THE BLACK SEA REGION of northern Turkey encompasses a mixture of miniature biomes that gives unique separation to both the culture and geography of this part of the country. Access inland from the coast is limited to a few deep and narrow valleys because of massive mountain ranges that form an almost unbroken wall separating the coast from the interior. The coastal side of the mountains are speckled with dense forests and an abundance of flora and fauna.

The famous Tea Gardens of Rize and the Hagia Sophia Museum in the historical city of Trabzon are great places to spend the day. Rivers cascade through the rocky gorges of the north-facing mountains, where rafting and hiking to remote waterfalls are popular activities. The high mountain lakes and villages of the Haldizen Valley and Soganli Summit near the town of Uzungöl are quick escapes from the coast and perfect for a mountain bike ride.

The peaks force the clouds to disgorge, leaving central Anatolia, on the interior side of the coastal ranges, in a permanent rain shadow desert. Here, the remote villages of Sırakonak and Yedigöller require a tolerance to winding one-way roads but provide access to cerulean desert lakes, waterfall oases, and some amazing Ottoman architecture (including the ancient Haho Monastery and Tortum Lake and Waterfall, featured in the video).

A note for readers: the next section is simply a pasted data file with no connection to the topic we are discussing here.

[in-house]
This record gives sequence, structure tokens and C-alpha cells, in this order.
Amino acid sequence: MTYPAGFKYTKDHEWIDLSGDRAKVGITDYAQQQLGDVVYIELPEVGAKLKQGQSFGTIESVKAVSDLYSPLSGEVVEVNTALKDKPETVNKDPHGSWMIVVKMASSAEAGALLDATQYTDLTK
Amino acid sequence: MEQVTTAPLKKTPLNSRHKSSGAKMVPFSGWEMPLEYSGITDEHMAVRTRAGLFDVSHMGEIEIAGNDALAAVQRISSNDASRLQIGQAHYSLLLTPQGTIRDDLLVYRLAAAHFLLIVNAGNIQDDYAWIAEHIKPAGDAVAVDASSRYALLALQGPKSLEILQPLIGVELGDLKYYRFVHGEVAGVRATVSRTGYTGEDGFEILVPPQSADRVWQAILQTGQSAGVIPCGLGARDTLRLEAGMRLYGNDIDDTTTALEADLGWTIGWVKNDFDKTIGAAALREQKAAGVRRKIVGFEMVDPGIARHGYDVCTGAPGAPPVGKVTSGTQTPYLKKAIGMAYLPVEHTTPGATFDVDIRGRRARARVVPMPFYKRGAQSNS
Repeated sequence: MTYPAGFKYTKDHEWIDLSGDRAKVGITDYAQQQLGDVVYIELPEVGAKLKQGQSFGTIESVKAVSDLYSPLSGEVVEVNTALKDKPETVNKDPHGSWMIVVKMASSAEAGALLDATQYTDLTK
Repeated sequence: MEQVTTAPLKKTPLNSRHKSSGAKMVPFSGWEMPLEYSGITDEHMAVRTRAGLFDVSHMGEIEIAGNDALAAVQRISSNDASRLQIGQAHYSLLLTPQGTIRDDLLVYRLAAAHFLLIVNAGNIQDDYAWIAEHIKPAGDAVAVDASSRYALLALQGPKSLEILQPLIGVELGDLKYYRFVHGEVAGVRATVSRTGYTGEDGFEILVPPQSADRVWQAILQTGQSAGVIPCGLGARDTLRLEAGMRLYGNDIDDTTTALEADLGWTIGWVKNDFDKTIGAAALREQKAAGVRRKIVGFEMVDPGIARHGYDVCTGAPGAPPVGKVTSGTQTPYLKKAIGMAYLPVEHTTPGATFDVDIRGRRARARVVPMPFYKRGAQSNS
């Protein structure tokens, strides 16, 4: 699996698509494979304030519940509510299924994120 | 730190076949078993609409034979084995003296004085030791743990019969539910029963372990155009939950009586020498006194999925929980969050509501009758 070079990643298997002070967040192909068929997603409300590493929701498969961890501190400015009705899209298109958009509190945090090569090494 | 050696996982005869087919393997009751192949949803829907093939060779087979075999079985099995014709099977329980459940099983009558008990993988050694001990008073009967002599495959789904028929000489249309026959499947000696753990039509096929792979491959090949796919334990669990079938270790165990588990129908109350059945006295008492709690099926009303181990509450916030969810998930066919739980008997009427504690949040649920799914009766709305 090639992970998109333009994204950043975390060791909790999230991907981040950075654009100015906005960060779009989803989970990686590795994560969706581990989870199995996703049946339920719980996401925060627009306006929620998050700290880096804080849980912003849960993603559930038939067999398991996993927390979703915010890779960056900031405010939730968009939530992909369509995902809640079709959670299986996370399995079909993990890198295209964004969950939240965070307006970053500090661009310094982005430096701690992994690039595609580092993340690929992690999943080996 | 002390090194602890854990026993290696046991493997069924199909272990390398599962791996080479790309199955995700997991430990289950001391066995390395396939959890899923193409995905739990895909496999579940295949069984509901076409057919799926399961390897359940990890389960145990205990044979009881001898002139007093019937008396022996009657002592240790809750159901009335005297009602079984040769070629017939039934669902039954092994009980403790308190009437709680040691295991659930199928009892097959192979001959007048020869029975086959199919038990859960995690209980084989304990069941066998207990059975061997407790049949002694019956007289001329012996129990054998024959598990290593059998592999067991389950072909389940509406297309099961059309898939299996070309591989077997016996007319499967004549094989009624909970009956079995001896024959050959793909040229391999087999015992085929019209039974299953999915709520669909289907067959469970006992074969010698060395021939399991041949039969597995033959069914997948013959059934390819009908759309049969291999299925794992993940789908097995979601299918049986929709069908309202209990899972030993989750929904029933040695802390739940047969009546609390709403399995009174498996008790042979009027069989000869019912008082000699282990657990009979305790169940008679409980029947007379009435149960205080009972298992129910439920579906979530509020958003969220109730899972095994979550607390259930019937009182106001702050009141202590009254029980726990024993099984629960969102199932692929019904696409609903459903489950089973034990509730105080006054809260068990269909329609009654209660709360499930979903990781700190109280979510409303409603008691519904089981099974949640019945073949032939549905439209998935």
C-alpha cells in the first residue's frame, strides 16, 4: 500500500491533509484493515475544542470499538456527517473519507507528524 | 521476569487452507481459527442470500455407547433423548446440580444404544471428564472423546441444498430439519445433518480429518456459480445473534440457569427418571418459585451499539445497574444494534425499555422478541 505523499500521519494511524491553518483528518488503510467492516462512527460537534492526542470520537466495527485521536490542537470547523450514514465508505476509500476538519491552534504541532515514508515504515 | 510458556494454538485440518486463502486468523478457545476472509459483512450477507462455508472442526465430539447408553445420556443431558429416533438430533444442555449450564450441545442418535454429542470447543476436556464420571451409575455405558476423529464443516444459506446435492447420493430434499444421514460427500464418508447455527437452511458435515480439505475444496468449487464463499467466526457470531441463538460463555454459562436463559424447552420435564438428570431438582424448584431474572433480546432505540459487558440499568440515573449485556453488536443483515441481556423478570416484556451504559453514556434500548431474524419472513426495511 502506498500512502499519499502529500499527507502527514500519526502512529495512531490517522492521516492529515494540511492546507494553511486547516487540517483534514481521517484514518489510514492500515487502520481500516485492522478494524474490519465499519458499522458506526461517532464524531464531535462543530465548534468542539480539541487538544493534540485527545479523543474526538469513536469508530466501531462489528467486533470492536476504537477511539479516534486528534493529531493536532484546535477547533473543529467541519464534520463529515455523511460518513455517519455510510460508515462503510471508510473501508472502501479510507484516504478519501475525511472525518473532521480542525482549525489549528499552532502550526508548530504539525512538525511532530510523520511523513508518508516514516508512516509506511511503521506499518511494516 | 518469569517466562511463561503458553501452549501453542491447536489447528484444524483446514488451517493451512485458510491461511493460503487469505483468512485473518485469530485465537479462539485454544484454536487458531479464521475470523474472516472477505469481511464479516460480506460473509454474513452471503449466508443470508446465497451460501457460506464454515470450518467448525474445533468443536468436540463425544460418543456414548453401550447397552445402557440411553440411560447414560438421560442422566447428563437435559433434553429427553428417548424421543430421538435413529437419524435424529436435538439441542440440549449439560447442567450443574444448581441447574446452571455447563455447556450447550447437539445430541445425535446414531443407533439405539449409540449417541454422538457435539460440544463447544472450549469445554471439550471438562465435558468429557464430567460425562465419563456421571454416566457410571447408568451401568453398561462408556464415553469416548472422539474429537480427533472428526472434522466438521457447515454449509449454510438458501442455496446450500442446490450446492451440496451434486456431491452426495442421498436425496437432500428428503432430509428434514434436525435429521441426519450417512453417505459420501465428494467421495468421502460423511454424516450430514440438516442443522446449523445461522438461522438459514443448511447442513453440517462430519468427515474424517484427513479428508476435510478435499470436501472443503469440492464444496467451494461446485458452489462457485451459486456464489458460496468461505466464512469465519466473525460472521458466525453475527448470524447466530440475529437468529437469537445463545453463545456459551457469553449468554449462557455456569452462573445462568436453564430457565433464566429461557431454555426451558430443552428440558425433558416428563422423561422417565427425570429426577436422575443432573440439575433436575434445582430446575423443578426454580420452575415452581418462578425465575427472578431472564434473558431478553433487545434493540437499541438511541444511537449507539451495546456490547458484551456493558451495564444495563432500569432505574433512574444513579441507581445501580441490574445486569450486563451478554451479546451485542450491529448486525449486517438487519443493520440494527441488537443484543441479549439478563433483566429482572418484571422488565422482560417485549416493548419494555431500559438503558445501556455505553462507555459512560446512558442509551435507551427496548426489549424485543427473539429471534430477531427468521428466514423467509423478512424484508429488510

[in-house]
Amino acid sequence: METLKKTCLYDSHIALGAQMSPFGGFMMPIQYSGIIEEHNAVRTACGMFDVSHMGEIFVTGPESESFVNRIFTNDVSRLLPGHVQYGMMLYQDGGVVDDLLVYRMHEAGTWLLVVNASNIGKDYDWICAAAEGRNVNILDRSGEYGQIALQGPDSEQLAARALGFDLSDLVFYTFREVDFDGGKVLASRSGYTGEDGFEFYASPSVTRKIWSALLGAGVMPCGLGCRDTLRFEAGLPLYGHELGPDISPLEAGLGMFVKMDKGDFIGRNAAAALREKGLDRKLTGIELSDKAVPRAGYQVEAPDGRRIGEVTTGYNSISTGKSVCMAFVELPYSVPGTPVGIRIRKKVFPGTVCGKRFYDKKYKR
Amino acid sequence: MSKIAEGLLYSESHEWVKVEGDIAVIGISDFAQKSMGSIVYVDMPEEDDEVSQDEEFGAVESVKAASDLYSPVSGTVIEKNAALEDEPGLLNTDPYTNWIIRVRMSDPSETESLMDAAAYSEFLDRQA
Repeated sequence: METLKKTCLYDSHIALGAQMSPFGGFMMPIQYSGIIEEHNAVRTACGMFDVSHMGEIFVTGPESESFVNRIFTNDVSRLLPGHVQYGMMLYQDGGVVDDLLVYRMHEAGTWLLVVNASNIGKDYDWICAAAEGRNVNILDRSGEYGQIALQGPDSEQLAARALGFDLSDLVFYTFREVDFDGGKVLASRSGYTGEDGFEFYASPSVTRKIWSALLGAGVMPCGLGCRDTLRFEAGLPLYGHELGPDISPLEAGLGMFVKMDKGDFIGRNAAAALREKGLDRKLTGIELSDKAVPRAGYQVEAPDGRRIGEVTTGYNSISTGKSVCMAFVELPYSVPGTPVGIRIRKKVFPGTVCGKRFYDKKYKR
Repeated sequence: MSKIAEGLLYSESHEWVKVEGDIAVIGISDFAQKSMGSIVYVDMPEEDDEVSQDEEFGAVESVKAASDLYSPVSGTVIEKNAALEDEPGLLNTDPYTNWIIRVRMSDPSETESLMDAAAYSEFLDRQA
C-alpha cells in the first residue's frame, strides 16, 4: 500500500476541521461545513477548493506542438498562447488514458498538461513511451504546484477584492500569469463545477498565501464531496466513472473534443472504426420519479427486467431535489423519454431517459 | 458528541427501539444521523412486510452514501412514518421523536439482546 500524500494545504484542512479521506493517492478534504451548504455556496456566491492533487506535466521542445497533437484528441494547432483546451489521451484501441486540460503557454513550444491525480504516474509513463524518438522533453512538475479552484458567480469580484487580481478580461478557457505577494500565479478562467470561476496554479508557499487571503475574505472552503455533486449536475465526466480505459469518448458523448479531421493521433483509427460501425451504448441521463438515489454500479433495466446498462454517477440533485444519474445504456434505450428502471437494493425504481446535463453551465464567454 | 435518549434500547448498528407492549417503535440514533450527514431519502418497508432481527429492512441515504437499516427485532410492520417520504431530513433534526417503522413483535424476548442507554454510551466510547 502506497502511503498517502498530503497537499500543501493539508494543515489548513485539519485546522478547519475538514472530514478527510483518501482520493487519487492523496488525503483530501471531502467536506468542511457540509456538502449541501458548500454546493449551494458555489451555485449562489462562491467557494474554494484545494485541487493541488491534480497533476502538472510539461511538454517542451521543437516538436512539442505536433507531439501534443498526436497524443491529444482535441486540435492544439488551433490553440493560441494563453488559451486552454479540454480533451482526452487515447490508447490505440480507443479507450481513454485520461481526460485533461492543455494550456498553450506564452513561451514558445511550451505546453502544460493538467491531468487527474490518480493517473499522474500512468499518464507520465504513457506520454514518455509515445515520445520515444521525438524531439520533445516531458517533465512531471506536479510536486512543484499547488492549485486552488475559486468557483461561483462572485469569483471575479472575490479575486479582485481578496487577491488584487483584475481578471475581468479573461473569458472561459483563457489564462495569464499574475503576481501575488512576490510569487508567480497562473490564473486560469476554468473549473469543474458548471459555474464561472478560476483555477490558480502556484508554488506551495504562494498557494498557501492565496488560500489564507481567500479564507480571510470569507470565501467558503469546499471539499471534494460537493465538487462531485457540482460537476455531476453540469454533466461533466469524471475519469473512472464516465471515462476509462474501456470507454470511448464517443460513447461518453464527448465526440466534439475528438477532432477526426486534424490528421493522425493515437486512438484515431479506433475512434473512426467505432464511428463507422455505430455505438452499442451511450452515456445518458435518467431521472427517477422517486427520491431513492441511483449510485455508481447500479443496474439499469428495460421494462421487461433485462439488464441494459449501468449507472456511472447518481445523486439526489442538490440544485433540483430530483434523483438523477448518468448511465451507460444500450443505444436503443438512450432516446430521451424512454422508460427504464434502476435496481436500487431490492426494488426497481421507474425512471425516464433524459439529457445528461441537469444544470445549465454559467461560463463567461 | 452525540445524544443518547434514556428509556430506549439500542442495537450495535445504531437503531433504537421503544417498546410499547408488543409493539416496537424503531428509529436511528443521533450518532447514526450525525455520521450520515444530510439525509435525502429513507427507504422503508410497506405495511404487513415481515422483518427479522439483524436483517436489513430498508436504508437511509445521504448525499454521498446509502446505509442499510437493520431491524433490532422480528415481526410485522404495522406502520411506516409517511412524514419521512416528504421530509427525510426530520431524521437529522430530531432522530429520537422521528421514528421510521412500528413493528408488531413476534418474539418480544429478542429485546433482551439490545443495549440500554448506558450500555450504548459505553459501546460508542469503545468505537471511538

In the eastern side of the Black Sea region, the Kaçkar Mountains tower to an impressive 4,000 meters. The glaciated granite range has contrasting southern slopes patched with green summer cow pastures, fruit orchards, and honey farms near the beautiful towns of Şavşat and Ayder. The high mountain lake of Karagöl and impressive valley views in Şavşat can make you feel like you’re in the Alps, as fat dairy cows munch grass and produce the country’s best milk and butter. The geothermal town of Ayder, which sits below the Kavrun Plateau, is the jumping-off point for trekking into the Kaçkars.

The Black Sea region is a real anomaly, guaranteed to break any stereotypes you may hold about Turkey. With the short summer season ensuring the area sees few package tourists, most foreign visitors are the adventurous type who come here to get off the beaten track. Here’s a taste of what you’ll find.